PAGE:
DiMaitis offer condolences to Stuart kin
Respond to death of killer’s brother
The murder of Carol DiMaiti Stuart at the hands of her husband, Charles Stuart, stunned the city of Boston more than two decades ago. Yesterday, with a single sentence, her family extended sympathy to the relatives of Charles’s brother, Matthew, who died over the weekend and who had admitted to hiding evidence after the murder.
“Our condolences go out to the family of Matthew Stuart,’’ said the DiMaiti family in a written statement.
Members of both families could not be reached for comment yesterday.
Matthew Stuart was found dead Saturday inside a shelter on School Street in Cambridge run by the nonprofit Heading Home. Authorities have not released details about his death, except to say that it does not appear to be suspicious.
Wendy Jacobs, deputy executive director of Heading Home, said yesterday that Matthew’s death was a “tragic situation’’ and also offered condolences to his family.
“As you can understand, everyone at Heading Home is grief-stricken,’’ she said in an e-mail. “We put a tremendous amount of time and effort, and ourselves, [into providing] our clients with not only housing but a supported pathway to self-sufficiency. We try so incredibly hard to help the people in our community who want to get on a better path.’’
Charles Stuart, 29 at the time of the slaying, told police on the night of Oct. 23, 1989 that a black man had shot and robbed him and Carol, then 33 and pregnant with their son, in Mission Hill as they left a childbirth class at Brigham and Women’s Hospital.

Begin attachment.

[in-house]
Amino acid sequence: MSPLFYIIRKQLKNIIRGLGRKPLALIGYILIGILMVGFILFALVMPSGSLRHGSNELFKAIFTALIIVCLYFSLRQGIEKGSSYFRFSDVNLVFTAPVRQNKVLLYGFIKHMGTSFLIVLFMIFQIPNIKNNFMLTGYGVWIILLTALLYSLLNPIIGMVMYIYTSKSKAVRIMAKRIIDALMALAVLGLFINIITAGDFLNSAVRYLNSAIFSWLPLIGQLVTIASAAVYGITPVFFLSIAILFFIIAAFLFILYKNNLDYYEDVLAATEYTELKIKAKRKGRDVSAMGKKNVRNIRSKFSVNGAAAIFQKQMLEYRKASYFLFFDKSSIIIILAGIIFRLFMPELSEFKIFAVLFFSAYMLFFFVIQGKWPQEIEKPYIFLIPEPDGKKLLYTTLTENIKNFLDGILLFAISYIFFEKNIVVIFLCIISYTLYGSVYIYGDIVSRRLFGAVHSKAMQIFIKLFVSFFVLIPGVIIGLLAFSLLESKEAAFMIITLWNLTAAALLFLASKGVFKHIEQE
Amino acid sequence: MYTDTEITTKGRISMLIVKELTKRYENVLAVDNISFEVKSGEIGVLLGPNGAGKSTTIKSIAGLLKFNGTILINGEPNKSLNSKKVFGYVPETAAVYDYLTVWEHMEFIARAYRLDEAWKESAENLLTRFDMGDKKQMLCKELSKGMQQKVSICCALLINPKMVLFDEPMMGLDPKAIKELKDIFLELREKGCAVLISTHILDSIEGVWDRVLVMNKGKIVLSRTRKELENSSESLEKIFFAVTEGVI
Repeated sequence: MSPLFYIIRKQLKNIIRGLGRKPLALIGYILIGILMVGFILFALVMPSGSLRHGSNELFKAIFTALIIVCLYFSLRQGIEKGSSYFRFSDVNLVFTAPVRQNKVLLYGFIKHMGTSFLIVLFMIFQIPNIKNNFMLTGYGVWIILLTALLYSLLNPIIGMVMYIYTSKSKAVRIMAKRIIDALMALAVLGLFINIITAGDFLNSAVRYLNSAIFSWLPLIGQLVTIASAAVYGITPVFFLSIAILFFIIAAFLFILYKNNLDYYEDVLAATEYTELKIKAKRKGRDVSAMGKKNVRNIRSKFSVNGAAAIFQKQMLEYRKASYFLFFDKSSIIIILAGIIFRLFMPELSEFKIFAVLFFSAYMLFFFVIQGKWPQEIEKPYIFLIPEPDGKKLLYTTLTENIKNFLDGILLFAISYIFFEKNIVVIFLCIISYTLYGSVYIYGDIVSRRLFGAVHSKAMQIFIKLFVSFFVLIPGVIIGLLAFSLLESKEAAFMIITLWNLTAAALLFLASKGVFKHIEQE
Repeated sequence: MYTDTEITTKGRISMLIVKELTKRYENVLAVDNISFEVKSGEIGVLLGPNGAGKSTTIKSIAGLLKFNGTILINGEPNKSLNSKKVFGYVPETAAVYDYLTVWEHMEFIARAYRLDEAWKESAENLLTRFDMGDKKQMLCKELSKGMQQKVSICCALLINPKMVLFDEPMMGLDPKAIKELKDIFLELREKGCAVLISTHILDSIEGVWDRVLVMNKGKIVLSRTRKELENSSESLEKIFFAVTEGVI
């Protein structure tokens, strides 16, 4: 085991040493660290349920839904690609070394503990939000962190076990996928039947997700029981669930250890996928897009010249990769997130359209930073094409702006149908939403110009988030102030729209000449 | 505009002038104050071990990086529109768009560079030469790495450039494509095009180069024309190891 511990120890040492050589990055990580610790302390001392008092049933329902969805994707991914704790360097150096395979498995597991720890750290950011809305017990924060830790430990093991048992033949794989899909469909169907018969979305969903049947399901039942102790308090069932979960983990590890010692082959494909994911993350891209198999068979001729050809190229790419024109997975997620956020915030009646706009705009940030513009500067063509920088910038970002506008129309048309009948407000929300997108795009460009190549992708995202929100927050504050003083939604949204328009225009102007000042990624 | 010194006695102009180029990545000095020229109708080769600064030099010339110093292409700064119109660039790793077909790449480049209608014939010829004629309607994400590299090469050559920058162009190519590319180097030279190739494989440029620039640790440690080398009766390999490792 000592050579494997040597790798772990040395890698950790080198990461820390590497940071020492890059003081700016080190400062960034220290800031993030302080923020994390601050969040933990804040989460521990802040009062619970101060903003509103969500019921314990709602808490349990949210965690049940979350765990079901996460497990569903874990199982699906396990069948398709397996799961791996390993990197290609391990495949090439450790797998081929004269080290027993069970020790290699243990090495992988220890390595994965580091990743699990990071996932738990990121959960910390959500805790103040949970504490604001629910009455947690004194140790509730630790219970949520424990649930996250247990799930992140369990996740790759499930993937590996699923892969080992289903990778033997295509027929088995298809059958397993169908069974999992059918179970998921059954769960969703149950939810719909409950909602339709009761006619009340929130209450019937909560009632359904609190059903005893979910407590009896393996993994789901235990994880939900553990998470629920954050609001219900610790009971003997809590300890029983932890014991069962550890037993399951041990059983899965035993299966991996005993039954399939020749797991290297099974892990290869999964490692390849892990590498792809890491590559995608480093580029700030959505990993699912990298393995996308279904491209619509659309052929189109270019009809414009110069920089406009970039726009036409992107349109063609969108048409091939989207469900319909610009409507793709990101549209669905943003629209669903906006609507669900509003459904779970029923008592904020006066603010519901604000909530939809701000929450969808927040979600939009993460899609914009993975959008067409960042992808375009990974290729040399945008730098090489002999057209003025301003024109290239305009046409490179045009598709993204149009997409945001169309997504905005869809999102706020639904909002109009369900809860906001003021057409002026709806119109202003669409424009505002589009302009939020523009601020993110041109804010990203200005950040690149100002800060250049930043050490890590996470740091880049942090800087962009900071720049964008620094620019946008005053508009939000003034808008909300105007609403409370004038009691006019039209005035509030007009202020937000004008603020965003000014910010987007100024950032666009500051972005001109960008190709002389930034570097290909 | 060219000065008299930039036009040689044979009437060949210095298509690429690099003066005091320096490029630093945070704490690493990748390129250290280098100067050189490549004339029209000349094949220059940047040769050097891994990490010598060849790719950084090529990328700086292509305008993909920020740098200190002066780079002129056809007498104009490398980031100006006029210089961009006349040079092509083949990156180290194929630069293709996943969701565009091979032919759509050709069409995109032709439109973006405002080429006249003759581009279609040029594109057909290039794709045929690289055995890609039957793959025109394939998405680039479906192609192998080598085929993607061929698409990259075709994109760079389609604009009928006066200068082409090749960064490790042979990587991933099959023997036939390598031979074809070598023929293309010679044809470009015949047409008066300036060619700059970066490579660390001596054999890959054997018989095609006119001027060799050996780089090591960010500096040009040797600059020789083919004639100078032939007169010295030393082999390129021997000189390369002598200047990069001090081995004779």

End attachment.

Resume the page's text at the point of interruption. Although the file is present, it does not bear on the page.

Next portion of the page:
Charles shot himself in the abdomen as part of his cover story. Doctors saved the couple’s child, Christopher, but he died 17 days later.
Charles jumped off the Tobin Bridge on Jan. 4, 1990, after Matthew confessed to police that he had helped him get rid of the weapon and other evidence on the night of the killing.
Matthew pleaded guilty to charges including conspiracy, insurance fraud, and possession of a firearm, in exchange for three to five years in prison. He was released in 1995 but later arrested in Revere on drug charges, which were ultimately dropped.
Yesterday in an e-mail, a friend described Matthew as a man tormented over the killing, which aggravated racial tensions in the city and led police to initially focus on William Bennett, a black man who had a criminal record at the time of the investigation.
“In my opinion the ‘demons’ of that October night in ’89 never stopped torturing him,’’ said the friend, Steven Gerard. Gerard did not provide his age or hometown.
He said Matthew was well liked in the Central Square neighborhood of Cambridge, and that he was trying to find a home.
He and Matthew had planned to watch the Boston College football game on Saturday, he said.
Matthew, he said, had a gentle bearing, despite living in difficult circumstances.
“In all this turmoil Matt . . . never raised a hand in anger,’’ Gerard said. “He was one of the ‘kindest souls’ I have ever met.’’
An autopsy to determine the cause of his death is planned by the Office of the Chief Medical Examiner.
A spokesman for the state agency that oversees the office could not be reached for comment yesterday.